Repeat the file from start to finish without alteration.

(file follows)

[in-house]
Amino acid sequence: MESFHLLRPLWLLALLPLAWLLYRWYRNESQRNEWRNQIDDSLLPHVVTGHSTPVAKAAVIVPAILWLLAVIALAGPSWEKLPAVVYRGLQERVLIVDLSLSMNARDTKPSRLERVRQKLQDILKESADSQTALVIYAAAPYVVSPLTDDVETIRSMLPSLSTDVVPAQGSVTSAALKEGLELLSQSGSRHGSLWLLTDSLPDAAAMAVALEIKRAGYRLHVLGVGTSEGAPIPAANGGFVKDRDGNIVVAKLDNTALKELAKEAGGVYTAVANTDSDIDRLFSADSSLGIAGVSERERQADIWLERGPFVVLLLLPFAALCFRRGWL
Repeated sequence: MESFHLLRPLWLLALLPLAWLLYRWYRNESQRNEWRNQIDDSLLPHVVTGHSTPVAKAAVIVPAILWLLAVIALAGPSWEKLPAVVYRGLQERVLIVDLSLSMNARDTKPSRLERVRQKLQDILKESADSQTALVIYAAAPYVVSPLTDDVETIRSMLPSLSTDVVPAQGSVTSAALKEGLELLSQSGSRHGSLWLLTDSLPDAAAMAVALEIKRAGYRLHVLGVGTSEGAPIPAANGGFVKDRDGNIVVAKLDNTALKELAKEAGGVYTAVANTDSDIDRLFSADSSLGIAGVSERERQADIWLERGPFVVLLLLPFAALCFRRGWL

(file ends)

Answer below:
[in-house]
Amino acid sequence: MESFHLLRPLWLLALLPLAWLLYRWYRNESQRNEWRNQIDDSLLPHVVTGHSTPVAKAAVIVPAILWLLAVIALAGPSWEKLPAVVYRGLQERVLIVDLSLSMNARDTKPSRLERVRQKLQDILKESADSQTALVIYAAAPYVVSPLTDDVETIRSMLPSLSTDVVPAQGSVTSAALKEGLELLSQSGSRHGSLWLLTDSLPDAAAMAVALEIKRAGYRLHVLGVGTSEGAPIPAANGGFVKDRDGNIVVAKLDNTALKELAKEAGGVYTAVANTDSDIDRLFSADSSLGIAGVSERERQADIWLERGPFVVLLLLPFAALCFRRGWL
Repeated sequence: MESFHLLRPLWLLALLPLAWLLYRWYRNESQRNEWRNQIDDSLLPHVVTGHSTPVAKAAVIVPAILWLLAVIALAGPSWEKLPAVVYRGLQERVLIVDLSLSMNARDTKPSRLERVRQKLQDILKESADSQTALVIYAAAPYVVSPLTDDVETIRSMLPSLSTDVVPAQGSVTSAALKEGLELLSQSGSRHGSLWLLTDSLPDAAAMAVALEIKRAGYRLHVLGVGTSEGAPIPAANGGFVKDRDGNIVVAKLDNTALKELAKEAGGVYTAVANTDSDIDRLFSADSSLGIAGVSERERQADIWLERGPFVVLLLLPFAALCFRRGWL